Dan knew he had to do something. Resourceful and wise, he devised a way to help Elsa and himself cope with what was happening while at the same time encouraging her independence: he put up a chalk board, upon which he wrote the date, the day of the week, and the last meal they had eaten. (It was his own version of what we called Reality Therapy in psychiatric nursing.) He led her through their daily routine and updated the board after every meal.
In the late 1960s, people chalked up old age confusion to senility, a condition common to one’s latter years. Elsa, not one to complain or go to the doctor, was never formally diagnosed with Alzheimer’s Disease. Generally cheerful, she would laugh and say, “Sometimes I think I’m losing my memory.” The rest of us didn’t know whether to laugh or cry.
Dan finally sold the farm, and he and Elsa became mobile as they moved from Idaho to Washington, Oregon, Illinois, and Nebraska, living first with one then another of their adult children, who welcomed them for periods ranging from a few weeks to several years. Despite being surrounded by family, Elsa became more disoriented, made a jumble of her crocheting, and lost her memory of the distant past and their sixty-something years of marriage, as well as what was happening in real time.
One night when it was bedtime, she said, “Why, Dan! You know we’re not married yet. You’ll have to sleep in the other room.” Dan didn’t argue. He knew she would probably forget in a few minutes and all would be well.
Once a gregarious person with a ready smile, Elsa grew quieter until she stopped talking altogether. At times she became agitated, unable to pinpoint what was wrong, but mostly she sat in silence, her hands oddly still in her lap. Dan waited on her, tended to her needs as he was able, and appreciated the hospitality and help of his grown children.
On a trip across country, my husband and I stopped to see my grandparents in Sidney, Nebraska, where they lived for a time with my Aunt Esther. Elsa listened as we reminisced about old times. Dan and my Aunt Esther told us how they played Scrabble to pass the time and had devised a unique set of new rules. Seems they divided up all the tiles at the start of the game (each person had fifty) and removed the limit on how many tiles they could play in one turn so the word played could be as long as they wanted, which meant the word could easily cover two Triple Word Scores squares. They enjoyed showing us their extravagant game scores.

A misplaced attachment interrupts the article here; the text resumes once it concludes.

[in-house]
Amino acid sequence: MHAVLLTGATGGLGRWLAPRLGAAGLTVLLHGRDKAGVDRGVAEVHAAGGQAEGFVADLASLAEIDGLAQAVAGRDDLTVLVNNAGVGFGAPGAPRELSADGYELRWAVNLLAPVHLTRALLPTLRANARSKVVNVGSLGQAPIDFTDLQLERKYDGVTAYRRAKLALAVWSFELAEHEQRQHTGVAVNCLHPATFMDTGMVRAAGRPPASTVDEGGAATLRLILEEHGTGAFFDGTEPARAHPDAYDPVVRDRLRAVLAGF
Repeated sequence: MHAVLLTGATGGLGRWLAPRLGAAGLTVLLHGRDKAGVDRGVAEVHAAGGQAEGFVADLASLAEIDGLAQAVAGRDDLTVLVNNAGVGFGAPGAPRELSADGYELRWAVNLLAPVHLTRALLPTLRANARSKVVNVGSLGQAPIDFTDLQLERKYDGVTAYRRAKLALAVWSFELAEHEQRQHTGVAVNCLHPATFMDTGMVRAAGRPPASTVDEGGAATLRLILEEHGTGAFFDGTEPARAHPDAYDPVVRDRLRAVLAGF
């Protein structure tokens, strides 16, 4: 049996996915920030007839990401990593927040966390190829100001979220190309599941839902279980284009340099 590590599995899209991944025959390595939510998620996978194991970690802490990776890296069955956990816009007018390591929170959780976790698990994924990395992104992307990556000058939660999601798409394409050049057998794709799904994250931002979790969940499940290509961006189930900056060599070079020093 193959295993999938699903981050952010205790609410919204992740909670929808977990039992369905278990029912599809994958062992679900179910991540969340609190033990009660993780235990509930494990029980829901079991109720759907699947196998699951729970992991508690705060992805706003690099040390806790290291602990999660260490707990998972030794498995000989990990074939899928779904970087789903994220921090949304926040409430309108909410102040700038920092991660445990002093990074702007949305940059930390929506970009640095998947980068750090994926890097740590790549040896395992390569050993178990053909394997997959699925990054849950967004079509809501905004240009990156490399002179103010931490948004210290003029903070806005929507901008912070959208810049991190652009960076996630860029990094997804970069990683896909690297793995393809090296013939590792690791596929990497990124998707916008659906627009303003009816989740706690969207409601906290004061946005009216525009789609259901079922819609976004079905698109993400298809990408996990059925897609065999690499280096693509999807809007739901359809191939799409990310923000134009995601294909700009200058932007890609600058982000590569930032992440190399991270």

At dinnertime, we all gathered around the table where my grandfather said the blessing. While we were eating, I asked for the butter with as few words as possible because I didn’t want to interrupt the conversation. Out of the blue, Elsa looked at Dan and then at me as she spoke for the first time since we’d arrived. “She didn’t say ‘please’.” We felt blessed to hear Elsa’s voice anew and see the sparkle in her eyes.
Elsa died in her sleep a few weeks before her eighty-sixth birthday. Twelve days later, Dan died in his sleep at the age of ninety-one, his earthly joys and responsibilities concluded. Both Elsa and Dan looked forward to meeting again in heaven because they trusted their future to Jesus, who said, “I am the resurrection and the life; he who believes in Me will live even if he dies, and everyone who lives and believes in Me will never die.”